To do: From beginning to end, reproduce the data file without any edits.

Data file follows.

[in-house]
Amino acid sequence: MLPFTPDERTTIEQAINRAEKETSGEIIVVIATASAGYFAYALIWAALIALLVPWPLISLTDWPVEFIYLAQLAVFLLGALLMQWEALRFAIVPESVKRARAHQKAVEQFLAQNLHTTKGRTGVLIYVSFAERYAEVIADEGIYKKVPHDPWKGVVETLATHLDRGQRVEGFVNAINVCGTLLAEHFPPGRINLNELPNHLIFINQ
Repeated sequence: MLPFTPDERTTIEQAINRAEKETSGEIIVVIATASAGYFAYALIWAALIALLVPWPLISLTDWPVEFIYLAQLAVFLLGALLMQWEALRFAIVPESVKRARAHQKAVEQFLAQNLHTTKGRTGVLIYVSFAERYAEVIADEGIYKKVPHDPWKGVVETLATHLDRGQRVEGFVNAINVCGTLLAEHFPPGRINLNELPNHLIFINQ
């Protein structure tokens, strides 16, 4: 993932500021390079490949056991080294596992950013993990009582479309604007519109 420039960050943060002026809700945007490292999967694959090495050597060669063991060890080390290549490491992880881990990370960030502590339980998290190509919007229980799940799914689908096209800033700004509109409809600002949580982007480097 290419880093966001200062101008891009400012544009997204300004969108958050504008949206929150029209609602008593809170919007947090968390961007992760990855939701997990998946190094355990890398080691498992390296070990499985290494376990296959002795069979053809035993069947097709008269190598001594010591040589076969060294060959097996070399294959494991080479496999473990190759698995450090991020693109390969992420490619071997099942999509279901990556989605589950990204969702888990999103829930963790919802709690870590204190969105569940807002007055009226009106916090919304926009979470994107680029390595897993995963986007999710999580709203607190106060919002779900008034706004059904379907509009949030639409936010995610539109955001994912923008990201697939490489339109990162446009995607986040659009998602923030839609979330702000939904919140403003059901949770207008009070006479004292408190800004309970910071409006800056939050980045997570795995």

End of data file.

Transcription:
[in-house]
Amino acid sequence: MLPFTPDERTTIEQAINRAEKETSGEIIVVIATASAGYFAYALIWAALIALLVPWPLISLTDWPVEFIYLAQLAVFLLGALLMQWEALRFAIVPESVKRARAHQKAVEQFLAQNLHTTKGRTGVLIYVSFAERYAEVIADEGIYKKVPHDPWKGVVETLATHLDRGQRVEGFVNAINVCGTLLAEHFPPGRINLNELPNHLIFINQ
Repeated sequence: MLPFTPDERTTIEQAINRAEKETSGEIIVVIATASAGYFAYALIWAALIALLVPWPLISLTDWPVEFIYLAQLAVFLLGALLMQWEALRFAIVPESVKRARAHQKAVEQFLAQNLHTTKGRTGVLIYVSFAERYAEVIADEGIYKKVPHDPWKGVVETLATHLDRGQRVEGFVNAINVCGTLLAEHFPPGRINLNELPNHLIFINQ
């Protein structure tokens, strides 16, 4: 993932500021390079490949056991080294596992950013993990009582479309604007519109 420039960050943060002026809700945007490292999967694959090495050597060669063991060890080390290549490491992880881990990370960030502590339980998290190509919007229980799940799914689908096209800033700004509109409809600002949580982007480097 290419880093966001200062101008891009400012544009997204300004969108958050504008949206929150029209609602008593809170919007947090968390961007992760990855939701997990998946190094355990890398080691498992390296070990499985290494376990296959002795069979053809035993069947097709008269190598001594010591040589076969060294060959097996070399294959494991080479496999473990190759698995450090991020693109390969992420490619071997099942999509279901990556989605589950990204969702888990999103829930963790919802709690870590204190969105569940807002007055009226009106916090919304926009979470994107680029390595897993995963986007999710999580709203607190106060919002779900008034706004059904379907509009949030639409936010995610539109955001994912923008990201697939490489339109990162446009995607986040659009998602923030839609979330702000939904919140403003059901949770207008009070006479004292408190800004309970910071409006800056939050980045997570795995």